PAUNCEFORT, Tracy (c.1683-bef. 1723), of St. Martin-in-the-Fields, Mdx.

Published in The History of Parliament: the House of Commons 1690-1715, ed. D. Hayton, E. Cruickshanks, S. Handley, 2002
Available from Boydell and Brewer



29 Nov. - 22 Dec. 1707

Family and Education

b. c.1683, o. s. of Tracy Pauncefort, Leatherseller, of St. Clement Danes and St. Martin-in-the-Fields, Mdx. and the Palace, Witham-on-the-Hill, Lincs. by Jane, da. of John Partridge of St. Giles-in-the-Fields, Mdx. and Lincs.; nephew of Edward Pauncefort*.  m. lic. 1 Apr. 1704, Anne, da. of Richard Whitworth of Batchacre Park, Adbaston, Staffs., sis. of Charles Whitworth† of Batchacre Park, 2s.1

Offices Held

Clerk to sec. of state by 1706–7.


Pauncefort’s father had served on the grand jury which threw out the charges against the Earl of Shaftesbury (Sir Anthony Ashley Cooper, 2nd Bt.†) in 1681, and had been arraigned for high treason by a grand jury in 1685 ‘for being concerned . . . about the . . . Duke of Monmouth’s declaration’, but had obtained a pardon by turning King’s evidence. A London leatherseller, Tracy snr. undertook clothing contracts for the army after the Revolution, and exploited his younger brother Edward’s* position in the paymaster’s office to extend this involvement to several regimental agencies. One of his principal partners in clothing contracts, James Moyer, may well have been a later marital connexion of Edward’s. He also participated in government loans. But in 1695 a parliamentary investigation into a local complaint against one of the regiments for which he was agent exposed various abuses of office on his part. The most serious, as far as the Commons was concerned, was the allegation that he had collected 500 guineas from the officers of the regiment for a bribe to secure payment of their arrears. He at first refused to answer on this point, but after a spell in the Tower incriminated his brother (see PAUNCEFORT, Edward) as the official who had handled the transaction for him. The Commons’ intention to punish both brothers by means of a bill was forestalled by the prorogation, upon which they were released from custody. Edward returned to a place as deputy-paymaster; Tracy snr. eventually to another regimental agency. He applied in 1697 for employment in the collection of the leather duty but does not seem to have been appointed. However, some years later his son was able to obtain a post as clerk in the secretary’s office. The younger Tracy was assisted perhaps by his newly acquired brother-in-law, the diplomatist Charles Whitworth; and there was also a family connexion with the secretary of state himself, Robert Harley*. The Member’s uncle, Grimbald Pauncefort, a successful lawyer, had addressed Harley in 1692 as his ‘cousin’.2

After giving up his clerkship in about September 1707, Pauncefort jnr. was returned (at a cost of over £500) in a by-election for Bedwyn in the following November. Harley may have sponsored his candidature in some way; or perhaps some influence was brought to bear by his uncle Edward’s patron, Sir Stephen Fox*. Pauncefort would appear to have stood as a Tory, since his main opponent was a Whig, Nicholas Pollexfen*, and he himself enjoyed the support of the leading Tory interest in the borough, that of the Bruces. He was duly elected, but unseated on petition, and then spent some time in custody for ‘corruption’, and for ‘refusing to tell who the person was that publicly gave money on his behalf to the electors’. In preparation for the general election some six months later, Pauncefort was hard at work once more in the constituency, but this time without the backing of the Bruce family. There may even have been a rapprochement with Pollexfen, but Pauncefort was defeated and eventually withdrew an election petition.3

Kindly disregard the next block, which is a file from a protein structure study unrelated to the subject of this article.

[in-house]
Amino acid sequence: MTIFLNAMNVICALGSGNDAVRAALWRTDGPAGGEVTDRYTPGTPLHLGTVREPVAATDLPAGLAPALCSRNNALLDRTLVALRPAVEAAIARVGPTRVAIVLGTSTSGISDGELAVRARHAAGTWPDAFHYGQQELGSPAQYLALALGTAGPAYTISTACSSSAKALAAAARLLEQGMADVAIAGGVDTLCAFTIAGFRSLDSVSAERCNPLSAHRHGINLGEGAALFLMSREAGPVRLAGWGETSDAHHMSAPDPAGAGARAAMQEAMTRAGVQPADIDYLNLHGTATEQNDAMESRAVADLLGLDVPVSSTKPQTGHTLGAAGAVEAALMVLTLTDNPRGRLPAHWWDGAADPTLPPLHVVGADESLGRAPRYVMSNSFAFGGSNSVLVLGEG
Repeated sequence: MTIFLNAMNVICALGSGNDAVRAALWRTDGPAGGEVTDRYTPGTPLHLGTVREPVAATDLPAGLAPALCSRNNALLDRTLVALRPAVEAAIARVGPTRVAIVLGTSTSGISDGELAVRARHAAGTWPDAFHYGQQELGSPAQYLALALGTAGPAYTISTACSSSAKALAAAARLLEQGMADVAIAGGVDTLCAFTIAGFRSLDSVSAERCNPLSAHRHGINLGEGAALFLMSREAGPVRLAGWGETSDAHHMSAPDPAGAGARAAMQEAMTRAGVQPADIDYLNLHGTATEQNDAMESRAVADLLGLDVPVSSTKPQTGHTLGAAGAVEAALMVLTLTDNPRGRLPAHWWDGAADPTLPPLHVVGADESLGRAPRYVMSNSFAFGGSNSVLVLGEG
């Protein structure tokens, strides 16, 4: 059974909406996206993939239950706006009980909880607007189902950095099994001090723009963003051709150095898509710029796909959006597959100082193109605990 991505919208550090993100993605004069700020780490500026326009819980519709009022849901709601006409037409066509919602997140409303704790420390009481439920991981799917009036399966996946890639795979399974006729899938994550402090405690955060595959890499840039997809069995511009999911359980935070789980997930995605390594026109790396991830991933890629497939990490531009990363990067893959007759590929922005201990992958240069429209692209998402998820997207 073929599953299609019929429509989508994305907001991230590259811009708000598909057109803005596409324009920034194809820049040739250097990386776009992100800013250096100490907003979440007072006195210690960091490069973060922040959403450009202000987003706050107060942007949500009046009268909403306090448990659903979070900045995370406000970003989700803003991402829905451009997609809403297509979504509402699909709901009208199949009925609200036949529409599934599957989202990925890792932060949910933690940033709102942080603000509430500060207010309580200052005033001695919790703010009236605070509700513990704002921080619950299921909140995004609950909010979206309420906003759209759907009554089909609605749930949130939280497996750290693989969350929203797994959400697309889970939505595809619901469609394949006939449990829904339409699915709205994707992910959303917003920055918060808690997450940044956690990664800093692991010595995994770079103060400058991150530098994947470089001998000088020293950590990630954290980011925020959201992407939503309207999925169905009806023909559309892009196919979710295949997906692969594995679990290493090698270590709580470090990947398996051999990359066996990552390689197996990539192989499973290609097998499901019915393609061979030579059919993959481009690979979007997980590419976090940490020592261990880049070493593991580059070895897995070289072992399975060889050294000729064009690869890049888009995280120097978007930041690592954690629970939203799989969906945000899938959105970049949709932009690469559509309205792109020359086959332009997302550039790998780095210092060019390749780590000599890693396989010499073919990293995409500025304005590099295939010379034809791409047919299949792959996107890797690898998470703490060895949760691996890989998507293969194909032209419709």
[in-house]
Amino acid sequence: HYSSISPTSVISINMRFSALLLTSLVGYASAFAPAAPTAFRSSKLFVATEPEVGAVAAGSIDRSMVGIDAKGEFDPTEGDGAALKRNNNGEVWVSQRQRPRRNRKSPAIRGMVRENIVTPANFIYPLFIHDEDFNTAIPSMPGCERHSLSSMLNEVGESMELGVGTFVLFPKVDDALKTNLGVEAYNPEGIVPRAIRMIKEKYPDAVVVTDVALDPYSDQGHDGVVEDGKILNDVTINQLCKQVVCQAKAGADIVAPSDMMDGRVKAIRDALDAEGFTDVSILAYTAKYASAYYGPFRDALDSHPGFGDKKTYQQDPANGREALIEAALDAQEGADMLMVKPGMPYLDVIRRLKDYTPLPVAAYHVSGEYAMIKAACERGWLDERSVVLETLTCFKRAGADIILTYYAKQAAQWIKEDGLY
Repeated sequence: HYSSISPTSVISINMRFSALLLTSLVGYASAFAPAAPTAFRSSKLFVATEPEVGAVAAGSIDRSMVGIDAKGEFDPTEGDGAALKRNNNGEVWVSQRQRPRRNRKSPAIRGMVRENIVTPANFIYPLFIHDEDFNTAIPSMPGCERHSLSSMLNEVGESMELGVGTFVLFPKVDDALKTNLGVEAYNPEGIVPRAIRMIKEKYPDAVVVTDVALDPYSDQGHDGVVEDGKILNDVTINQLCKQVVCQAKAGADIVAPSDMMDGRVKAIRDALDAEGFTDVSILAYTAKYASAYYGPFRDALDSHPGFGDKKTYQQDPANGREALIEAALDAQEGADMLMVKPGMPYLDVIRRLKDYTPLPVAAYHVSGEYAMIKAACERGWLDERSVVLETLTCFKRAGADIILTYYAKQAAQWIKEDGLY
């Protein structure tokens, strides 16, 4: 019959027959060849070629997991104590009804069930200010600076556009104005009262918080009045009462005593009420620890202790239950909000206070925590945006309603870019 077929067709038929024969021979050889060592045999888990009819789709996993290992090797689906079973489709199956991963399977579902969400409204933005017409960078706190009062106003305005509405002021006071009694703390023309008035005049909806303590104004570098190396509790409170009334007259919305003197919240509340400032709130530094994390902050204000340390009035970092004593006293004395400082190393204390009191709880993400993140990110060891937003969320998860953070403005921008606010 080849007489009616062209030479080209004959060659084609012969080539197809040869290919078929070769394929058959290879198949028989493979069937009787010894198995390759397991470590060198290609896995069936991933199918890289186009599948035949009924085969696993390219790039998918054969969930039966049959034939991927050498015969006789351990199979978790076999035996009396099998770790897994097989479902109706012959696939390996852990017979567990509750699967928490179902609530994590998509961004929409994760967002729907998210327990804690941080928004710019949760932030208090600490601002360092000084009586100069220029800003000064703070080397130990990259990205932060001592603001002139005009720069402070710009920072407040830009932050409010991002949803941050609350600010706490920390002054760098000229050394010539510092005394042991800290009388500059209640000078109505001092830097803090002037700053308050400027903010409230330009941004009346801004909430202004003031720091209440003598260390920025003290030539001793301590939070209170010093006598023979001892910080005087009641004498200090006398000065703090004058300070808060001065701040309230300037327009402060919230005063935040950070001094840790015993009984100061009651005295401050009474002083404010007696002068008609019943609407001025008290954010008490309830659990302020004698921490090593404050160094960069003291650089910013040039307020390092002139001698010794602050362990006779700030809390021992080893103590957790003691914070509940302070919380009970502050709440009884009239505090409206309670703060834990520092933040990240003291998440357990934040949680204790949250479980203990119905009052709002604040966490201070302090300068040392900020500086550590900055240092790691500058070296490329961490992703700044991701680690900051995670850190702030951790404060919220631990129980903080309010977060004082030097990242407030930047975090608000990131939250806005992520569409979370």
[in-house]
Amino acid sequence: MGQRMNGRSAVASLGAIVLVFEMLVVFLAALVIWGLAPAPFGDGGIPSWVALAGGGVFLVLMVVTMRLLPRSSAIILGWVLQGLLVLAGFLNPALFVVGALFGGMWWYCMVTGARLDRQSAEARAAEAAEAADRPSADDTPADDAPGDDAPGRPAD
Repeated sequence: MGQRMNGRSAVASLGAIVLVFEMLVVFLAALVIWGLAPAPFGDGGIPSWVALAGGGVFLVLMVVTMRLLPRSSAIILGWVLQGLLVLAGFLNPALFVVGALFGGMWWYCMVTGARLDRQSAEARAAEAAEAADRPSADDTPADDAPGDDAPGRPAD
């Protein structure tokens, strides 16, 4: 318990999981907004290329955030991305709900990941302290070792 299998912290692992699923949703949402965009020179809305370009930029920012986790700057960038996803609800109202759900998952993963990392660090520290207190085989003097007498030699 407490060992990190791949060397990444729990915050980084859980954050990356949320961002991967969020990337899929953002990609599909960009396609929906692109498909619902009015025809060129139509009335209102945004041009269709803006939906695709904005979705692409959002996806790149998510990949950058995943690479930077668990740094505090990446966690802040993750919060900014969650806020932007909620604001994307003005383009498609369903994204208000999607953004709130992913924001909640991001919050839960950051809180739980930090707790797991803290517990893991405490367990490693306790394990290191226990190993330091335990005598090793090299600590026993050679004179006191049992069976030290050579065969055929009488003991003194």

Pauncefort did not stand for Parliament again. In the summer of 1708 he visited Holland and the army in Flanders, reporting back unofficially to the secretary’s office. The last that is heard of him is an unsuccessful application in September 1712 for the office of secretary to the comptrollers of army accounts. He was dead v.p. by 16 May 1723, when his elder son became the heir to Edward Pauncefort’s estate.4

Ref Volumes: 1690-1715

Author: D. W. Hayton


  • 1. Burke, Commoners, ii. 75; Leathersellers’ Company, arch. minute bk. 1676–90 (unfol.), 20 Feb. 1677 (ex inf. Dr M. J. Knights); London Mar. Lic. ed. Foster, 1027; PCC 151 Plymouth.
  • 2. A True List of the Names of the Good Men of the County of Middlesex Summoned to be of the Grand Jury . . . 6 Oct. 1681 (ex inf. Dr M. J. Knights); Luttrell, Brief Relation, i. 354; CSP Dom. 1685, pp. 251, 259, 282; 1686–7, p. 66; 1690–1, p. 76; Cal. Treas. Bks. ix. 617–18, 658, 694, 697, 821, 824, 1256, 1287, 1392, 1783, 1945, 1999; x. 282, 299, 369, 436, 479, 608, 855, 938, 1046; xii. 136; Cal. Treas. Pprs. 1557–1696, p. 206; Boyer, Wm. III, iii. 11–12; H. Horwitz, Parl. and Pol. Wm III, 146–7; CJ, xi. 213–14, 216, 230, 234, 283, 293–4, 316, 320; xiii. 901; Portledge Pprs. 202; HMC Portland, iii. 504.
  • 3. Wilts. Arch. Mag. vi. 305–6; HMC 15th Rep. VII, 190, 199; Wilts. RO, Ailesbury mss 1300/1338A, 1339, 1343, 1344, 1348, Charles Becher to Ld. Bruce (Charles*), 9 Dec. 1707, 26, 27 Apr. 1708, ‘Sunday night’ [1708]; Luttrell, vi. 242, 266.
  • 4. HMC Portland, iv. 501–2, 508; Cal. Treas. Bks. xxvi. 445; PCC 151 Plymouth.